***

         It was Tuesday morning, the day of the reunion hunt, and Isaac's eyes were half closed as the truck's radio flashed 6 AM. The hunt had been Isaac's idea. He missed being out in the woods with no distractions. Life after leaving The University of Michigan had been overwhelming to Isaac, almost as overwhelming as the engineering classes he had fought through. It seemed like every aspect required a decision. Where did he want to settle down? What jobs could he apply to? Did any of that even matter? Of course it mattered. These were the biggest decisions of his life. It felt good to escape it all and just hang out with James. What worries did James have? After going to community college James was just working as a delivery boy until he could get on his feet.
         "Wake your ass up, man. We're here." James gave Isaac a violent shake.
         "Whu-Whu...c'mon, man. Stop, stop! I'm up!" Isaac clawed at the grey fabric of the car seat.
         James and Isaac had discovered the M-72 forest back in their sophomore year of high school. The forest off M-72 was privately owned by the elderly Hamilton brothers. The Hamiltons would offer guided hunts to a party in which they would guarantee a kill to bring home. The hunts were expensive, often costing up to two grand. Processing was done on site and was included in the initial fee. But, of course, Isaac and James never paid. Instead the pair would drive into a narrow dirt road that connected the overgrown forest to the busy highway. Not only did their illegal escapades bag them more deer, but they also found they could now go hunting drunk without being judged by any of the older hunters. By the end of fall in senior year, they'd carved their own trail into the newly discovered forest.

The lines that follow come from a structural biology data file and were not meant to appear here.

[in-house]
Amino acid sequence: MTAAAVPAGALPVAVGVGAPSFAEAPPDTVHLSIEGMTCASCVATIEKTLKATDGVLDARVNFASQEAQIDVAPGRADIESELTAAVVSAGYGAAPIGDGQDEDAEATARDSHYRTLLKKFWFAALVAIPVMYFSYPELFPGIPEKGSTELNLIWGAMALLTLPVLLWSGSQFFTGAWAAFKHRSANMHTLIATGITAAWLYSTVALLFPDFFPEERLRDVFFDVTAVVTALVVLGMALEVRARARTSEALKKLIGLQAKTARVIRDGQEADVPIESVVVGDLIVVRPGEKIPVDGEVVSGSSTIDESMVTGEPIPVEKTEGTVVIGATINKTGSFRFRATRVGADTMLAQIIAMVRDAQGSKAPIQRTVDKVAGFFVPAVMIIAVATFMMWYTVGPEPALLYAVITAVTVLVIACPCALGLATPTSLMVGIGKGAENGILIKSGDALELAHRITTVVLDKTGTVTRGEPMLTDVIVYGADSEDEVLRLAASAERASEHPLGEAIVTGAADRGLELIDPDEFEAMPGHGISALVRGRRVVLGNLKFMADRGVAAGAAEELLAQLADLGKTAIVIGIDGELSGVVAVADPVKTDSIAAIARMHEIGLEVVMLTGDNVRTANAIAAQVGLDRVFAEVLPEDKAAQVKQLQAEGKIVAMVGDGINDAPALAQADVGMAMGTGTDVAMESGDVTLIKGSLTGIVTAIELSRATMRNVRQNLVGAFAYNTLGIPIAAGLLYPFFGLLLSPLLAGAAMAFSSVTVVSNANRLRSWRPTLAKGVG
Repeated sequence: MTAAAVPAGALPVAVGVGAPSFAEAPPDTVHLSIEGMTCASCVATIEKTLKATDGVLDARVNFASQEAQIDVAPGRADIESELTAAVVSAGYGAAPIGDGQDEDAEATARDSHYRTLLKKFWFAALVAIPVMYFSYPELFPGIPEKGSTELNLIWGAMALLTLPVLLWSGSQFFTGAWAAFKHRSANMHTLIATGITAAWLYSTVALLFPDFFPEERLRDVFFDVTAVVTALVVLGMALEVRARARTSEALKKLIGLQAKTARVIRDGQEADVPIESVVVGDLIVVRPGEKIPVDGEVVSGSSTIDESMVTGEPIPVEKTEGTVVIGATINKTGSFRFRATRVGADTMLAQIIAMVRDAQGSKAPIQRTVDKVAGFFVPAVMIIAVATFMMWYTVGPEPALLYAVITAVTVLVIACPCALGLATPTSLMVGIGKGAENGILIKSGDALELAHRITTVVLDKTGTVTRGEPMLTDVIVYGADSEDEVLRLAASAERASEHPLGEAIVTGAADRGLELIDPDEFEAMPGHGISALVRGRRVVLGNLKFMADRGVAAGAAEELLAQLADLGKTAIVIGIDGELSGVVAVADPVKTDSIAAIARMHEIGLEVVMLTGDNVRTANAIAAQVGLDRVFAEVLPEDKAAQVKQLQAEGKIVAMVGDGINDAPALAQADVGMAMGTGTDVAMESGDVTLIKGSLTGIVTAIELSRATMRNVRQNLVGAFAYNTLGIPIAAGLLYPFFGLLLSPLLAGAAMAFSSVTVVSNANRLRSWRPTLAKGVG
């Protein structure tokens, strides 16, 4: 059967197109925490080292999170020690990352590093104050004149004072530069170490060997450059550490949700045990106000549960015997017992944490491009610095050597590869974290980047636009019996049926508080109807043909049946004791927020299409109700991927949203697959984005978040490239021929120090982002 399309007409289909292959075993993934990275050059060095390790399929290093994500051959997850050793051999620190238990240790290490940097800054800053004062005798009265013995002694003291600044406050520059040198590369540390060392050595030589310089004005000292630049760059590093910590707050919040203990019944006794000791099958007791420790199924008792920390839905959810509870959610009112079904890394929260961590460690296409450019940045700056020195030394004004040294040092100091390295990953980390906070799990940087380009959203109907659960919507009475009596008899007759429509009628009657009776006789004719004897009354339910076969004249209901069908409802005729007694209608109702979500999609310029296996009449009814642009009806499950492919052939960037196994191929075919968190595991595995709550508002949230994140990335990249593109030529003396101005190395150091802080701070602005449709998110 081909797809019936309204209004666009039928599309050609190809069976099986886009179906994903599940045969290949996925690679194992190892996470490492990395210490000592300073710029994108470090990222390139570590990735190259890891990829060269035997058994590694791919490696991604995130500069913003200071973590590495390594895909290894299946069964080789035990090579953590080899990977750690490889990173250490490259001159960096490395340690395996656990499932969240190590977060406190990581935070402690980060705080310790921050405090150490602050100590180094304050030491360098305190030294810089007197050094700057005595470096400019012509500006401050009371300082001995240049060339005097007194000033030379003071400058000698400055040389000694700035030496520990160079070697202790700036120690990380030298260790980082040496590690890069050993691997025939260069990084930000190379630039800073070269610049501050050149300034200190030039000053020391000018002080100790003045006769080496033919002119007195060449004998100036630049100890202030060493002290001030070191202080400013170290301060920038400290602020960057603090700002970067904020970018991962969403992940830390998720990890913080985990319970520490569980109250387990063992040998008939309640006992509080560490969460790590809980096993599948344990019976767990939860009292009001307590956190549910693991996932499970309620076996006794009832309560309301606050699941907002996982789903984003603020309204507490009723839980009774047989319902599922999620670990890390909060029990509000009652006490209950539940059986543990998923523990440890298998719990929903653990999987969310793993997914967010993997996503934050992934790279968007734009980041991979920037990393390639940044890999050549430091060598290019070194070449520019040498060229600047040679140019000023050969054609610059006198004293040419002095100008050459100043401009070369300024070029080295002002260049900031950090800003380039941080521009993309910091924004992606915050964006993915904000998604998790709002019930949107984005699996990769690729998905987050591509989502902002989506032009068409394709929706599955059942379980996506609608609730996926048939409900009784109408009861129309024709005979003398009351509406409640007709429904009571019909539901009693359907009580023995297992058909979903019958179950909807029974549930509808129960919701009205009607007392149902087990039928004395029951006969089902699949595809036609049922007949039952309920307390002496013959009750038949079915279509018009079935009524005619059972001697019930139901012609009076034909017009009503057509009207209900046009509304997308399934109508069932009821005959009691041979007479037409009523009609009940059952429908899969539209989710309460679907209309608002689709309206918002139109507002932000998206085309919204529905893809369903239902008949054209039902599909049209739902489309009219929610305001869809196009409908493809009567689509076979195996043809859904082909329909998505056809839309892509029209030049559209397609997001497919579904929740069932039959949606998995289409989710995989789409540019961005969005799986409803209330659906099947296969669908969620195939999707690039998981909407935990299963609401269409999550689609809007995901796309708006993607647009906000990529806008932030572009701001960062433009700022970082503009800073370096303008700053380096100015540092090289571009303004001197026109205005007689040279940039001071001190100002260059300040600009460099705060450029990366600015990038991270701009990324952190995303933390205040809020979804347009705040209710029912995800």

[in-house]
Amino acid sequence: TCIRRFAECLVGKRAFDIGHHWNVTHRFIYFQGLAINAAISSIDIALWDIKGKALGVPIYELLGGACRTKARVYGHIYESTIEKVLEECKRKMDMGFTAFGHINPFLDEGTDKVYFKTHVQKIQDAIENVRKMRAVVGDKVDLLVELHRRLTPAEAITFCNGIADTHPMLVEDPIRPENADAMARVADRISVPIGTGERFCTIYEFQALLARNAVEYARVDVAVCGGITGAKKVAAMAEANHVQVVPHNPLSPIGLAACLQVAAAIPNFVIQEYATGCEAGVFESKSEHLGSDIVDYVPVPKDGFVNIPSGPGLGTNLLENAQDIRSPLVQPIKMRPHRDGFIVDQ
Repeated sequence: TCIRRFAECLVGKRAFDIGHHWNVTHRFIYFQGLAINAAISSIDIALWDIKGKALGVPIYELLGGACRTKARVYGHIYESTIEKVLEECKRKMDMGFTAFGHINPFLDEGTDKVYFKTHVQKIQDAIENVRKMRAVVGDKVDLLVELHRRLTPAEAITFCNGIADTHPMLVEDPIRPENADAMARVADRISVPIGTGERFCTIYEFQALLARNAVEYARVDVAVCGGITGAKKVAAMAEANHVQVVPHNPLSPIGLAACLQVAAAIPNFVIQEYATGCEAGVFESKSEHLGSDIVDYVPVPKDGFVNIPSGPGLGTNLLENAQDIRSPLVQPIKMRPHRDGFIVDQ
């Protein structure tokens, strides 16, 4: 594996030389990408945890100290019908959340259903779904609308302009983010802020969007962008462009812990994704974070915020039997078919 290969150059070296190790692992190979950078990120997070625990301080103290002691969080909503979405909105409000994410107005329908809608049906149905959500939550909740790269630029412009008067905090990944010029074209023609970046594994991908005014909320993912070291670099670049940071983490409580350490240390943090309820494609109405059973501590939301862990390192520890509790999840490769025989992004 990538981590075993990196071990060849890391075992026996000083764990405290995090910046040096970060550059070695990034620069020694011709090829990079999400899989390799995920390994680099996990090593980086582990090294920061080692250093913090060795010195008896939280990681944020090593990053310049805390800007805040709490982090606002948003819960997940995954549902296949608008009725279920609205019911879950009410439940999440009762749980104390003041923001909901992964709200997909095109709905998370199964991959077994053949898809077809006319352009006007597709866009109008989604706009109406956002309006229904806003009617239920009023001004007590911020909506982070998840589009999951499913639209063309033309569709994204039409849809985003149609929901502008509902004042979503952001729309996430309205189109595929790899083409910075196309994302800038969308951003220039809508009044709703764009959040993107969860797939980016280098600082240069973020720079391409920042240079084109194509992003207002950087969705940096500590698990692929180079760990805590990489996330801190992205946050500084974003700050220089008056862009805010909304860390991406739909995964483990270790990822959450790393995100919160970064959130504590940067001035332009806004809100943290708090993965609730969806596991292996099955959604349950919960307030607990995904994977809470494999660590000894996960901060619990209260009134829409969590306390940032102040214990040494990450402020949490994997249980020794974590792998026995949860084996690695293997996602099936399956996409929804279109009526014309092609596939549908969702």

Isaac slid out of the car and stretched out into the worn overalls. He hadn't worn his camo since high school, and four years of college hadn't been kind to his waistline. The painted leaves and branches pressed out as if trying to flee the surrounding seams. Isaac grabbed his bag and the blue tarp from under the passenger seat. The door slammed behind him as he strode off to meet James at the head of what used to be a trail.
         James brandished a bottle of cheap whiskey at Isaac. "Only the finest liquor. As is our tradition," James announced, then took a pull from the large bottle. The bubbles rose from the mouth of the bottle as James took his first drink of the morning. James' blond hair was shaved now, much like Isaac's. Isaac looked on as James kept drinking. Somehow James had managed to grow stronger after high school while Isaac had only managed to grow wider, Which at first had annoyed Isaac, but he'd finally chalked it up to James' good genes.
         "My Dad says he can't wait to see you." James took a break from drinking and looked over at Isaac. "And let me tell you, he's going to be surprised."
         "Fuck you and give me the bottle." Isaac stuck out his hand for the liquor as James passed it over.
         Isaac had pledged not to drink after his father's funeral. Look how long that had lasted he thought. He had barely made it halfway through high school before he was taking shots with his friends. They were about to head off to a party and James had stolen some gin from his parents. When they gathered around the coffee table, with the gin bottle sitting in the center, Isaac had told them he didn't feel like drinking. Then James had smiled at him and simply said "Look, man. It's not like we're trying to get drunk or anything, just a nice buzz for the party." James had a way of convincing Isaac, his unworried smile reminded Isaac of his father's. He remembered the guilt of that first shot. The shot had burned as it went down but then the burning stopped. By the third shot he didn't care.